A Talk on Memory Palaces

Yesterday, at the District 53 Toastmasters Spring Conference (part of Toastmasters International), I delivered a talk on the Palace of Memory technique. These were my working notes and my slideshows.

First, I delivered a 10-15 minute talk on what the Palace of Memory technique is, and how it works.  I’m sorry that there’s no audio — with the setup  I had, I couldn’t simultaneously run the projector and record my own audio track:

Then I showed this three-minute film on how even an imaginary architecture can be used to memorize a list or learn a body of material through chunking it into smaller elements, and assigning visual images to them, such as learning the names of the presidents in order.

Finally, I showed this slideshow on a loop — it consists of two run-throughs of US Presidential portraits in order, one with names and one without.

We had time at the end for about 8 questions, which ranged from the value of using artificial memory-training techniques to stave off dementia, to how to be a better rememberer of people’s names.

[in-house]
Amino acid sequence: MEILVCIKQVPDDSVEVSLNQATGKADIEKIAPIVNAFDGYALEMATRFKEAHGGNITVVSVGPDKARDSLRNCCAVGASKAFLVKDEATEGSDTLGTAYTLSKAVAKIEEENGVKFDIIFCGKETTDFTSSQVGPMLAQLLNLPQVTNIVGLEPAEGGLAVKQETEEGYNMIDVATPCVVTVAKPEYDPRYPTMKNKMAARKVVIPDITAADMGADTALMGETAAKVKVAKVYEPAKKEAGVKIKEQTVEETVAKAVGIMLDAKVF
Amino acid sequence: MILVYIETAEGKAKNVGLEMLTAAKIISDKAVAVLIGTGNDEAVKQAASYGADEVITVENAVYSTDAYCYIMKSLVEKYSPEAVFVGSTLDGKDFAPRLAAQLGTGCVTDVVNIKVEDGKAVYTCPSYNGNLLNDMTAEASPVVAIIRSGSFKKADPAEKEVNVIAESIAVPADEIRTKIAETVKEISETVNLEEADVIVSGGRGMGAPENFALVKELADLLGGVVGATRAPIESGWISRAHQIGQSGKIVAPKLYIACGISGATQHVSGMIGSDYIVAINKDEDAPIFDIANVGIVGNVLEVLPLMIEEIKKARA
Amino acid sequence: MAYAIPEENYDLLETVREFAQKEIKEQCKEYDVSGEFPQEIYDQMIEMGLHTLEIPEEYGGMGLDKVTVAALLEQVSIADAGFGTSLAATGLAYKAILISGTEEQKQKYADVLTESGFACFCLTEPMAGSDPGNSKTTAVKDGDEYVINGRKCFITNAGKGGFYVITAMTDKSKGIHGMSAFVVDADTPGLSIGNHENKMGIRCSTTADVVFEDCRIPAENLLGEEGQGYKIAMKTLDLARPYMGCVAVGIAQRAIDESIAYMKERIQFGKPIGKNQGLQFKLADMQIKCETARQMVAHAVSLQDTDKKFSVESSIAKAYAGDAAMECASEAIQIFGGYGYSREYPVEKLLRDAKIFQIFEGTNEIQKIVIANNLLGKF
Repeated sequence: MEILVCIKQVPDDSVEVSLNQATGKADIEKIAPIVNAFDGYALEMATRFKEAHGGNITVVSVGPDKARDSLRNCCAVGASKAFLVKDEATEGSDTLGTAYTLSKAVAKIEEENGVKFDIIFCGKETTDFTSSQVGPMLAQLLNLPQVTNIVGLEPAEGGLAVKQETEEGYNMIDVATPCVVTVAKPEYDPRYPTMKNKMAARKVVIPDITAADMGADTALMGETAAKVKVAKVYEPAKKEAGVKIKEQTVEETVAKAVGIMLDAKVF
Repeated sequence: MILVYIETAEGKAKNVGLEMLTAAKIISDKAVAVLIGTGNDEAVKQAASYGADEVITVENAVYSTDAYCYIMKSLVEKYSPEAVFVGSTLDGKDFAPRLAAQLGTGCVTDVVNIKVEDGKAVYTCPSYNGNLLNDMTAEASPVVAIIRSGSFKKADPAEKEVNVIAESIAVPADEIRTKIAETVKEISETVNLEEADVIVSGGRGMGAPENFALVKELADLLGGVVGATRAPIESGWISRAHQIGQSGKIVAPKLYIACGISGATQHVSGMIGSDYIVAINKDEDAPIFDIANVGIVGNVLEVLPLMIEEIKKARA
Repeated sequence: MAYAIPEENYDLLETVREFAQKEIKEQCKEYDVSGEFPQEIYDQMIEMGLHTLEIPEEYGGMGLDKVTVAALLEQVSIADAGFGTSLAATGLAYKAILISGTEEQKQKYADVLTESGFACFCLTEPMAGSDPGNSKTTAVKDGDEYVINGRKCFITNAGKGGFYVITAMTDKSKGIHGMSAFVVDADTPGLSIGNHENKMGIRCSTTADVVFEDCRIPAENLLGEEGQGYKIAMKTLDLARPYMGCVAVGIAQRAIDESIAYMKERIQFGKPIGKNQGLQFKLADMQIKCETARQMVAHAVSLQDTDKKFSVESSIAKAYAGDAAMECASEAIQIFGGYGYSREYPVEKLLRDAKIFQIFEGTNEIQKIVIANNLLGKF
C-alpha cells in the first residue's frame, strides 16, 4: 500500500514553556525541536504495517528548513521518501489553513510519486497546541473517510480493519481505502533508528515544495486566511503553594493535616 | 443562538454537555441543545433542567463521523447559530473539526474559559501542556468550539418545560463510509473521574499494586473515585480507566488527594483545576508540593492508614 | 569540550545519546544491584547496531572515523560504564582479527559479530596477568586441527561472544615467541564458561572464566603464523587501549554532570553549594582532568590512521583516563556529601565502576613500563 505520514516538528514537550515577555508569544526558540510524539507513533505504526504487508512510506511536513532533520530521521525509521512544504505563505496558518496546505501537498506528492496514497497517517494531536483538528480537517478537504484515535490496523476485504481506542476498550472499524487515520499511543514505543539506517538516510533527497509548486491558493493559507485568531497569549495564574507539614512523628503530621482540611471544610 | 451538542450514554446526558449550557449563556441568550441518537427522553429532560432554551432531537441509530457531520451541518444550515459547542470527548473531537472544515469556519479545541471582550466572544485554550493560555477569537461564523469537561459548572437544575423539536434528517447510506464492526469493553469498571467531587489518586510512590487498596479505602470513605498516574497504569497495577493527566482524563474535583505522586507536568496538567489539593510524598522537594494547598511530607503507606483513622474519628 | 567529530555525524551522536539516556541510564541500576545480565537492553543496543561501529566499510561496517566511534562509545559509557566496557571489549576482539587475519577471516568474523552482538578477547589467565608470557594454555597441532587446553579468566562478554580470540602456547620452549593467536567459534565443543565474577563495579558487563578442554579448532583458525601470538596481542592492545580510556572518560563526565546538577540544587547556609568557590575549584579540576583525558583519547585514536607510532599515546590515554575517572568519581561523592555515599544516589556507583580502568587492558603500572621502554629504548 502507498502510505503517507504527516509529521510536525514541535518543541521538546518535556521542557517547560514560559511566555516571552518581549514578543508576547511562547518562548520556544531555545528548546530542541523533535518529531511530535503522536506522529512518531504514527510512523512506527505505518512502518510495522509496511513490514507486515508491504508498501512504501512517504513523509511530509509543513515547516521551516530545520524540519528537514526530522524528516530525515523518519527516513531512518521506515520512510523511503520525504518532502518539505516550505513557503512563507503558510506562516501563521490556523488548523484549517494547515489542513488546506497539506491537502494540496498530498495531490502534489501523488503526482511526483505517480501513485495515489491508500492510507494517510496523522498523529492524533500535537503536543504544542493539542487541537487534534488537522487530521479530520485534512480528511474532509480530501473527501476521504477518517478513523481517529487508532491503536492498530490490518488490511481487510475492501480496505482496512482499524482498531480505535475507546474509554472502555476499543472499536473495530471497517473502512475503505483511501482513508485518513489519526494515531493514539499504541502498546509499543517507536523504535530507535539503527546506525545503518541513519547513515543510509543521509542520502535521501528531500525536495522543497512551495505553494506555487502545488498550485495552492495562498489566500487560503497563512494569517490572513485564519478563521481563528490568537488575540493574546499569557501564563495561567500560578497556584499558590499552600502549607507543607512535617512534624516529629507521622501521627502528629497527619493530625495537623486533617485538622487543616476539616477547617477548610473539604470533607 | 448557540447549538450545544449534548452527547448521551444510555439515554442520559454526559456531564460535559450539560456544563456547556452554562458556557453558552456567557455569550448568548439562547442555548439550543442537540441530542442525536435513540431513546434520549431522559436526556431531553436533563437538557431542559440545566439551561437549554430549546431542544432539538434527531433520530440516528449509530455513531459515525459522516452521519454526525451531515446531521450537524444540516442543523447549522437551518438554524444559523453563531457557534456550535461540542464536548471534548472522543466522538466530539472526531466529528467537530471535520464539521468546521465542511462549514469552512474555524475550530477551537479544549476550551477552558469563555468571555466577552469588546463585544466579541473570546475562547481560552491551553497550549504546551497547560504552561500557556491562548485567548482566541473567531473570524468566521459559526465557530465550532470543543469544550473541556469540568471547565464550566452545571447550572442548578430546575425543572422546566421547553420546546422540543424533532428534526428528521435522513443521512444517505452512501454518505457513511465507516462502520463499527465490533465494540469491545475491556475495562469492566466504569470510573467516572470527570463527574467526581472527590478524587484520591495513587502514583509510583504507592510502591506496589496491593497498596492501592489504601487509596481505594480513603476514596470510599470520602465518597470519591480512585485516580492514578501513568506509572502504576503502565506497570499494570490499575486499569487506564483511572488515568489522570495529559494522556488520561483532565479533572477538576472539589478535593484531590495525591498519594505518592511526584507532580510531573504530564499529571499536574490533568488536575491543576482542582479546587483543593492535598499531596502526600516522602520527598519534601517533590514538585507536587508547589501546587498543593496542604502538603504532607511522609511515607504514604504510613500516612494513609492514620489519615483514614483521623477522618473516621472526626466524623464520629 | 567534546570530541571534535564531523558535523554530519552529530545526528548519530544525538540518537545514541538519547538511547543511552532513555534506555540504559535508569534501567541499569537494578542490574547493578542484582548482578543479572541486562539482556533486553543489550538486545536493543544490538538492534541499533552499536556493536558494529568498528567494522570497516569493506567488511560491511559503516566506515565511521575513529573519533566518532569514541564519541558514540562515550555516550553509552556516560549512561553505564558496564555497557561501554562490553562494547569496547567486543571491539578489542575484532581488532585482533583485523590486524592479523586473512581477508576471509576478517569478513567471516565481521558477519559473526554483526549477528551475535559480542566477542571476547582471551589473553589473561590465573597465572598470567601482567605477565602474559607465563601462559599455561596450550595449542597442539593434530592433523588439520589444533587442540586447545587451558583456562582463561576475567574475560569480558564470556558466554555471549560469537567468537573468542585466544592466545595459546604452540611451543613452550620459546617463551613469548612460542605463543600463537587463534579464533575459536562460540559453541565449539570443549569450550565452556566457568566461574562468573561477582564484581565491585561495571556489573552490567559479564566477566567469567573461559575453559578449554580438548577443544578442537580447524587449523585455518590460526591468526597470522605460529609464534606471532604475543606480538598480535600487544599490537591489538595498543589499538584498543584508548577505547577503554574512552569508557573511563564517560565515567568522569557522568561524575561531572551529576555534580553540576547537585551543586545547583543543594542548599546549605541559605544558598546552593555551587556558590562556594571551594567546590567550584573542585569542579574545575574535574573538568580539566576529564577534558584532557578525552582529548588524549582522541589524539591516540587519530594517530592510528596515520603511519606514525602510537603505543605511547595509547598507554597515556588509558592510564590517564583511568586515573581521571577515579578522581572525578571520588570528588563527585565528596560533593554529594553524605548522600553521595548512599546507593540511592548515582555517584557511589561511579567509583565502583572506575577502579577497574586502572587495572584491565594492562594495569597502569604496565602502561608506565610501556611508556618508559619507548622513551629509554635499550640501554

I also provided Memory Tools with four public domain examples of things that are easily memorized using Palace of Memory techniques — the list of the US Presidents, the list of the kings and queens of England, a John Keats poem, a Shakespeare poem, and Jabberwocky by Lewis Carroll.  I completely forgot to mention them in my talk, but sometimes it’s hard to squeeze everything into forty-five minutes, even if it’s on your agenda.

I think next time I should give a talk on Commonplace Books.  Hmm.

Please let me know if any of the links or videos fail to work, or if you find this helpful for growing your own memory skills, by posting a comment below.  Also, if you find this valuable, consider leaving me a tip through PayPal, on the upper right.


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